Call risk is critically important to consider when evaluating preferred stocks (a good resource for such information and much more on Preferred Stocks is Quantum Online). Events surrounding an exchange traded debt security issued by AT&T highlights the risk associated with owning preferred stocks trading at a premium after the call date or anywhere near it for that matter.
AT&T issued 46 million shares of exchange traded debt securities at $25.00 per share on February 7, 2007, under the name AT&T 6.375 (ATT). The securities were callable on February 15, 2012. And over the next five years, this security mostly traded at a premium to par, particularly once the financial crisis struck in late 2008.
But once ATT's call date approached, it was time to step aside and stand clear. I frequently owned shares of ATT over the last several years as part of the preferred stock trading strategy mentioned above that I continue to implement today. But by early summer 2011, I removed ATT from my list of candidate holdings to buy under this strategy. And by August 2011, I had sold all positions in ATT. My primary reason for eliminating ATT from my strategy was almost exclusively driven by call risk. Not only did the potential exist that the price of security would increasingly descend toward par as it approached the call date, but the potential for an unexpected jolt resulting from the sudden call of the security by AT&T increasingly loomed as a measurable downside risk.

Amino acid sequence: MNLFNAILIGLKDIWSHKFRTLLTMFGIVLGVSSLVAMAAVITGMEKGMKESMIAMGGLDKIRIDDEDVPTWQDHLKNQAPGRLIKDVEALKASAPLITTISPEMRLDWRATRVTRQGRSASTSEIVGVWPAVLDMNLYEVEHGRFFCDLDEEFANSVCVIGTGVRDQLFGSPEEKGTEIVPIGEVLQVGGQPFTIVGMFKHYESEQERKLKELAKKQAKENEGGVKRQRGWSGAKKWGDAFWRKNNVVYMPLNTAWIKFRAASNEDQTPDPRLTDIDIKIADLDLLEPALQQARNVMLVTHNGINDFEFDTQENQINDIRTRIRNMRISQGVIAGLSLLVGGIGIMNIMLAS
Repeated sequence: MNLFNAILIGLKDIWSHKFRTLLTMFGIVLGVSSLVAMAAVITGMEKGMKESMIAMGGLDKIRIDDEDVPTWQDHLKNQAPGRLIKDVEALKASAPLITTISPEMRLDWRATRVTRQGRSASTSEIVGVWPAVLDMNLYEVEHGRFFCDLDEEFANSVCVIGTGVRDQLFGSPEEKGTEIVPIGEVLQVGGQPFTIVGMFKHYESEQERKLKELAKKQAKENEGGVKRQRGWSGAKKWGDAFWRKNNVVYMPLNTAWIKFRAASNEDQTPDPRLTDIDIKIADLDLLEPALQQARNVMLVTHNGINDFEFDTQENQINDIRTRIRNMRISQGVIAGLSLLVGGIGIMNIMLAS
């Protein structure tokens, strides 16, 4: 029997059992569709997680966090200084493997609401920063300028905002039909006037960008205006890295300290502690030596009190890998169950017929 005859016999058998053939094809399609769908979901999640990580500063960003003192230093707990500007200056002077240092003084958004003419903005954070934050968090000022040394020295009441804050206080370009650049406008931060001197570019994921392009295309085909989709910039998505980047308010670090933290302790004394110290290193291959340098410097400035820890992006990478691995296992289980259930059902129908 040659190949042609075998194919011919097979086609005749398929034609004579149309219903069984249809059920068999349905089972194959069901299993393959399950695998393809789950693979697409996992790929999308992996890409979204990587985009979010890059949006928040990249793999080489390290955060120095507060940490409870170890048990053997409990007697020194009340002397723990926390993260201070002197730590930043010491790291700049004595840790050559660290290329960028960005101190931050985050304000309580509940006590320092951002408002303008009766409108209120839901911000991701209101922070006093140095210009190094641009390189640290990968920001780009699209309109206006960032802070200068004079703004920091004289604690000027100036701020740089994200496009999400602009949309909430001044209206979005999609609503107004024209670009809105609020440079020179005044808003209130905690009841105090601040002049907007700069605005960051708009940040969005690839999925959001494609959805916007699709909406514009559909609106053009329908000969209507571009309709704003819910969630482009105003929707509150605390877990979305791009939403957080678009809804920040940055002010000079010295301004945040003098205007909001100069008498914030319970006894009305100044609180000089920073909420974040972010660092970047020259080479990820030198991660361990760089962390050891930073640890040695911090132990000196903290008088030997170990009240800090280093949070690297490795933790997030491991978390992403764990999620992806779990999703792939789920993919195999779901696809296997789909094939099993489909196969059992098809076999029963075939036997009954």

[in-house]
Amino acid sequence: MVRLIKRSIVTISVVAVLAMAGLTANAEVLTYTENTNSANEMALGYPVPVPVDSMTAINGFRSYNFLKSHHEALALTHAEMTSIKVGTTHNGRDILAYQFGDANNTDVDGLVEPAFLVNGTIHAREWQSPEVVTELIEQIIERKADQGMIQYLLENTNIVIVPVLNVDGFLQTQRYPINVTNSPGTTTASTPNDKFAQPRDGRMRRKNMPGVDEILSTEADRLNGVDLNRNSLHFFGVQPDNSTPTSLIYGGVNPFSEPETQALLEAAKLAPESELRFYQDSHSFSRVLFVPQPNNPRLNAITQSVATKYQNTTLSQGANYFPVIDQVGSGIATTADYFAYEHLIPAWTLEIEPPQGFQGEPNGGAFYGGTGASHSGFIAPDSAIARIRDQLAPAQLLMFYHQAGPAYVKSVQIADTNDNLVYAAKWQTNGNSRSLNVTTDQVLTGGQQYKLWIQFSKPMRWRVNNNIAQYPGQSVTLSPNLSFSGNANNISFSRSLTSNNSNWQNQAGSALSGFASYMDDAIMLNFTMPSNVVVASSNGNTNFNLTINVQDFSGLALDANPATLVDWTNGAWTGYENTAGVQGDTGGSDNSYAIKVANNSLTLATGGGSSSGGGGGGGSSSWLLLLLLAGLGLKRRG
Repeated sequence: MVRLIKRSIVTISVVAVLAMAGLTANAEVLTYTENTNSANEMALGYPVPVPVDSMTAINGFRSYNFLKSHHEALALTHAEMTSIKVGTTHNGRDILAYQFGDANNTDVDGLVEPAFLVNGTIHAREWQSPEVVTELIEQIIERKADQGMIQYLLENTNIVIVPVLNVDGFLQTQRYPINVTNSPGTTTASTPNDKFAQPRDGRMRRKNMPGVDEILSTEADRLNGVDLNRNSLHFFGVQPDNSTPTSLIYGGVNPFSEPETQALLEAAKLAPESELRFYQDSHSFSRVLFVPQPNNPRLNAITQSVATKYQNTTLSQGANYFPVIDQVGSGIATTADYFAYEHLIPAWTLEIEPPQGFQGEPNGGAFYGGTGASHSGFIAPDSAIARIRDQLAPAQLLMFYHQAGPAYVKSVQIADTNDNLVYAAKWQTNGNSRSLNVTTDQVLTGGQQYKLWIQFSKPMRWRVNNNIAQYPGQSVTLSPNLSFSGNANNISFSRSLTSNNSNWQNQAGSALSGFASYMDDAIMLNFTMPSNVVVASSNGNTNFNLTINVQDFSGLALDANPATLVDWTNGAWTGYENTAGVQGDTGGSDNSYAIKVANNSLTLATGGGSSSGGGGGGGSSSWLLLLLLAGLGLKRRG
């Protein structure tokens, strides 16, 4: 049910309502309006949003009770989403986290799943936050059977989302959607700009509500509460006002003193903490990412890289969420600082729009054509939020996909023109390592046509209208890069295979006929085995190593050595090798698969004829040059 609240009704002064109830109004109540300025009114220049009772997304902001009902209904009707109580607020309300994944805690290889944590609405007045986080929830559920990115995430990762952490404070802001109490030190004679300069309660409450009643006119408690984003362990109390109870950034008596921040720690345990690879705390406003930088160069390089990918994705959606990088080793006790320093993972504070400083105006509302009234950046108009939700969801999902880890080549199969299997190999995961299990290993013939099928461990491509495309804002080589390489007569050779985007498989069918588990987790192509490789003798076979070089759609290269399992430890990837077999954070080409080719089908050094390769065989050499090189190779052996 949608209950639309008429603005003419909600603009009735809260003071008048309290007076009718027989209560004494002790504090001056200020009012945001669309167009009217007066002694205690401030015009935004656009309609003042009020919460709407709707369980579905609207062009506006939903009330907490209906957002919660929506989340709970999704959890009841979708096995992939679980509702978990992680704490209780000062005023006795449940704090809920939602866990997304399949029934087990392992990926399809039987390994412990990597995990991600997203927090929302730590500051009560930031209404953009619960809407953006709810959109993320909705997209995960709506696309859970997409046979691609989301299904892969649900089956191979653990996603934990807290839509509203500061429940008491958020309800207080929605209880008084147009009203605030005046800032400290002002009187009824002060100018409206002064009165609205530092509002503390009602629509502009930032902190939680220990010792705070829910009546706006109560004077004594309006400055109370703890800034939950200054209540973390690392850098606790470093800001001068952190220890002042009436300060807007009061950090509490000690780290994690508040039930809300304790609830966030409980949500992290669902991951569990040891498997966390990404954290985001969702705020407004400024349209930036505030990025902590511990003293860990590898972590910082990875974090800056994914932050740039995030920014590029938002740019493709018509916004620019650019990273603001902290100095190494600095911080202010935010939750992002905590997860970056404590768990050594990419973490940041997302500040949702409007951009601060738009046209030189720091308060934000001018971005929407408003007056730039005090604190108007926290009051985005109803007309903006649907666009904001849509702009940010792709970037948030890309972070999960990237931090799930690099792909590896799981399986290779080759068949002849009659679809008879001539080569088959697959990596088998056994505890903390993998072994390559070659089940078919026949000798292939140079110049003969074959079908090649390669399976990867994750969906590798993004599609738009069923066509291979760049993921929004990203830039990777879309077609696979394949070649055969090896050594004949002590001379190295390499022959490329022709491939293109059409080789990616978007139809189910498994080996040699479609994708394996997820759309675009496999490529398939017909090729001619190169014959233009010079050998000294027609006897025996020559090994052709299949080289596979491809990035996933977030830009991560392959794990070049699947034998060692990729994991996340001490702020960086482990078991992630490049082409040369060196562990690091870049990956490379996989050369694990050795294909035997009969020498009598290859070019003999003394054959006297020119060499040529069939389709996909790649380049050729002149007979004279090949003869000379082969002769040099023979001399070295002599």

This call risk played itself out just the other day. ATT opened the year trading above $26.40 per share. And by January 6, 2012, it reached as high as $26.62, which represented a healthy 6.5% premium to par. But only one week later, AT&T issued notice that it would be calling all shares of this exchange traded debt security on February 15, 2012. This occurred even though it was still over a month BEFORE the call date. So after closing at $26.33 the previous day, the value of ATT shares immediately plunged toward its par price of $25.00, and that is where it will remain until the securities are redeemed and the cash value is paid out to investors the day after Valentine's Day. This represented a sudden -5% loss in value that would have effectively wiped out much of the dividend payment an investor would have received if they owned the security over the past year. And for those investors who bought it more recently, it represented a swift and unpleasant loss on a security that otherwise moved with little price movement on any other given day.
Thus, when investing in preferred stocks for income including all of its various subset asset classes, it is critically important to understand the call risk associated with the investment. For when selecting preferred stocks that are trading at a premium anywhere close to the call date, it can lead to a most unpleasant downside surprise on any given day.
This post is for information purposes only. There are risks involved with investing including loss of principal. Gerring Wealth Management (GWM) makes no explicit or implicit guarantee with respect to performance or the outcome of any investment or projections made by GWM. There is no guarantee that the goals of the strategies discussed by GWM will be met.